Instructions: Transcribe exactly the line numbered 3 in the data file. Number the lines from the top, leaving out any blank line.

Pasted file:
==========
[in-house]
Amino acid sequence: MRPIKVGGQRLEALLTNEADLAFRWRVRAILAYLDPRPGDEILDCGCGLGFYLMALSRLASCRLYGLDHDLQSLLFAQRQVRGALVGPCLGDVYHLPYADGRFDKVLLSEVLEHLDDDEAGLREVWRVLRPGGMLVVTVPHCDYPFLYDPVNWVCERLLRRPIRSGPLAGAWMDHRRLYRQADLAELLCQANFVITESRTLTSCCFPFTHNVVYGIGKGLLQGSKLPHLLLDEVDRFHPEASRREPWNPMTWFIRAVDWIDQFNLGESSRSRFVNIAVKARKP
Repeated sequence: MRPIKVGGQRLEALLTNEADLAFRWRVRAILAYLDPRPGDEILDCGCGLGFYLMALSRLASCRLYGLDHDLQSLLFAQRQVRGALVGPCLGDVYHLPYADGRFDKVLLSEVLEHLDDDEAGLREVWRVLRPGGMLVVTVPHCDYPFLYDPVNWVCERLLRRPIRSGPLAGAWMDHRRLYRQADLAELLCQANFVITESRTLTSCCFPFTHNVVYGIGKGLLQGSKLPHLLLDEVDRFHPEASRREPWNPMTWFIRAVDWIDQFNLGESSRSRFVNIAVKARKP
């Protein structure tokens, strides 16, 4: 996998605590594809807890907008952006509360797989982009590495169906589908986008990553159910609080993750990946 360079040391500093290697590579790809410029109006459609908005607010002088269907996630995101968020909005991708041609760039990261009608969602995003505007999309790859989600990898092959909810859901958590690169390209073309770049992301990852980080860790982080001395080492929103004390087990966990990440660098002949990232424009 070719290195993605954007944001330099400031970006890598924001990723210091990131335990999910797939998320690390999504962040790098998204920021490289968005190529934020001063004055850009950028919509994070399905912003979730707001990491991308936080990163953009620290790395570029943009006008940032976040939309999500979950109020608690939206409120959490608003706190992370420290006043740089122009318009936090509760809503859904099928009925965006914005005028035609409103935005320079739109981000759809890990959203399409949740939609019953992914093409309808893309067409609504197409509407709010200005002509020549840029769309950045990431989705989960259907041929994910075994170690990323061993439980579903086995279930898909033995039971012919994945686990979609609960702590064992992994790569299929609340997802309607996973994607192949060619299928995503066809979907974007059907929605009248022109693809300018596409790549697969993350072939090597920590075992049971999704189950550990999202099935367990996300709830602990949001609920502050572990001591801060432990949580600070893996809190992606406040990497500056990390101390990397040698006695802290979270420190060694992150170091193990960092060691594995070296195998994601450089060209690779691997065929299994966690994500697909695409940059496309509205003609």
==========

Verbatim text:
Repeated sequence: MRPIKVGGQRLEALLTNEADLAFRWRVRAILAYLDPRPGDEILDCGCGLGFYLMALSRLASCRLYGLDHDLQSLLFAQRQVRGALVGPCLGDVYHLPYADGRFDKVLLSEVLEHLDDDEAGLREVWRVLRPGGMLVVTVPHCDYPFLYDPVNWVCERLLRRPIRSGPLAGAWMDHRRLYRQADLAELLCQANFVITESRTLTSCCFPFTHNVVYGIGKGLLQGSKLPHLLLDEVDRFHPEASRREPWNPMTWFIRAVDWIDQFNLGESSRSRFVNIAVKARKP